The ROI of EHS and Learning Management Software

No matter the price tag, the right EHS software should deliver more value than it costs. That’s true whether you’re in the market for safety software or are trying to gauge the effectiveness of your current system.

So how can you objectively measure the ROI of an EHS management solution?

Here are a couple of metrics that you can use. 

The ROI of EHS Management Solutions

A medically consulted work injury costs an average of $32,000 including wage losses, medical and administrative expenses, and employer costs.

EHS Management Software Can Help You Reduce: 

  • Incident and Claim Costs
  • Lost days
  • Property & Equipment Damage
  • Insurance Premiums
  • Loss Payouts
  • OSHA Fines

In many cases, by preventing a single medically-consulted injury or illness, companies can see a return on their investment in EHS software.

Did you know? Studies have shown that $1 invested in injury prevention returns between $2 and $6.

The ROI of Online Training

The idea of calculating ROI for online training is to convert both training costs and benefits into a single value, e.g. dollars. This is actually great because you can make a direct comparison and come to a clear conclusion on the effectiveness of training.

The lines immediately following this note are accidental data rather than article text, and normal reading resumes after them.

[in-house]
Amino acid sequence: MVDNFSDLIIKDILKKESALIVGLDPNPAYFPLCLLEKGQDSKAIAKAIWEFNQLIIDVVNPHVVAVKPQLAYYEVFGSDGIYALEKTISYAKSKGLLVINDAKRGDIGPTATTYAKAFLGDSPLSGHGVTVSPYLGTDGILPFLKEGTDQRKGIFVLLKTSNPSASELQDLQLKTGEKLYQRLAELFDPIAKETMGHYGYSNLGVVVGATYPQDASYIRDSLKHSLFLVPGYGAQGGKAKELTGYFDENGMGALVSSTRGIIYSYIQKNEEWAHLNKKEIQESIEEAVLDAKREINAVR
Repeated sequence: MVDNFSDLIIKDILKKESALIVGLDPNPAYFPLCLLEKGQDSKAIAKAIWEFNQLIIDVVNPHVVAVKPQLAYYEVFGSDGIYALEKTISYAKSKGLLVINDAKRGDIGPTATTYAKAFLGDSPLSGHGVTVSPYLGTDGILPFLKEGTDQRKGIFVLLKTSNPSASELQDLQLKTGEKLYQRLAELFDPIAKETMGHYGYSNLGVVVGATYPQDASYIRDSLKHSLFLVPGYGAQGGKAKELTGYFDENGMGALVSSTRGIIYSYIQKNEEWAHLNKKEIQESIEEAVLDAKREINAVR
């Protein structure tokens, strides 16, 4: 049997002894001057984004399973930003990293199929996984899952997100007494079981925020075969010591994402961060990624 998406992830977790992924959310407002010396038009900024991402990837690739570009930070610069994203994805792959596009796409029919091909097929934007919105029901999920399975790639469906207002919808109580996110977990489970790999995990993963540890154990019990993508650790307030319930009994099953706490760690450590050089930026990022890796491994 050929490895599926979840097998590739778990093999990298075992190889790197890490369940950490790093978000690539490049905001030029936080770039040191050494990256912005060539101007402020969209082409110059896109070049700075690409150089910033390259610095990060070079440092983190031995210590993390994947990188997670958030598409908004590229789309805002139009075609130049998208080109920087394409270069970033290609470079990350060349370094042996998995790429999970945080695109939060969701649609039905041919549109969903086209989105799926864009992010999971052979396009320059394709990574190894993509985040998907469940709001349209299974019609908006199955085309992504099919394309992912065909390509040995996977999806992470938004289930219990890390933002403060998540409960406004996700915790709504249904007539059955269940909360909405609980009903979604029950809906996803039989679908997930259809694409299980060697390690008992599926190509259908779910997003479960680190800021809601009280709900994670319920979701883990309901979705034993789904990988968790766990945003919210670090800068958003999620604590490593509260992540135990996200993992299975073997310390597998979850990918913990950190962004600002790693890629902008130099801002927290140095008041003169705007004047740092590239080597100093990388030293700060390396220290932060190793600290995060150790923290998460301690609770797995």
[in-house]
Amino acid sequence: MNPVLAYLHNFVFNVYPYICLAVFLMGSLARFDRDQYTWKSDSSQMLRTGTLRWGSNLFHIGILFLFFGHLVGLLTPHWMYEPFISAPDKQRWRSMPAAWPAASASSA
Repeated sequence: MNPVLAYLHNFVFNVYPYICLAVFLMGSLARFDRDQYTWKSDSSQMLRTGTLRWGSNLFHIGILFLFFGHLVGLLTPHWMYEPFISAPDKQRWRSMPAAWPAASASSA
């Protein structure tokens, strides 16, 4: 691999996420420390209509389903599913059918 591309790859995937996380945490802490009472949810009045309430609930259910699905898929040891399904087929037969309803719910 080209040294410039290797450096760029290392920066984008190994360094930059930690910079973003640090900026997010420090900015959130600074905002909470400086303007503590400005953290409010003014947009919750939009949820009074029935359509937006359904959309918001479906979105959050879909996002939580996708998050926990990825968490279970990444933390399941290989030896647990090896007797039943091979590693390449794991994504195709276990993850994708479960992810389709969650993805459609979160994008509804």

A formula for calculating the ROI of online learning technology could look something like this:

Graphic on calculating possible ROI of an online training program

 

Making a Business Case

When you've completed your research and vetted the solutions that would best fit your needs, then you need to show your stakeholders that your software selection warrants the investment. Convincing leadership to sign off isn’t always simple, though.

You’ll have better luck if you approach your request as a business case and emphasize what the software will do for the company.

Start with your total contract costs, then subtract any discounts you may have been able to negotiate with your vendor. Then consider the reduction of time and labor you and your team will save on reporting, training, conducting inspections, etc.

You should also be prepared to talk about the implementation process, learning curves, and other requirements.

Presenting a business case still might earn a no, but you’ll never get a yes without focusing on what’s in it for your company.

 

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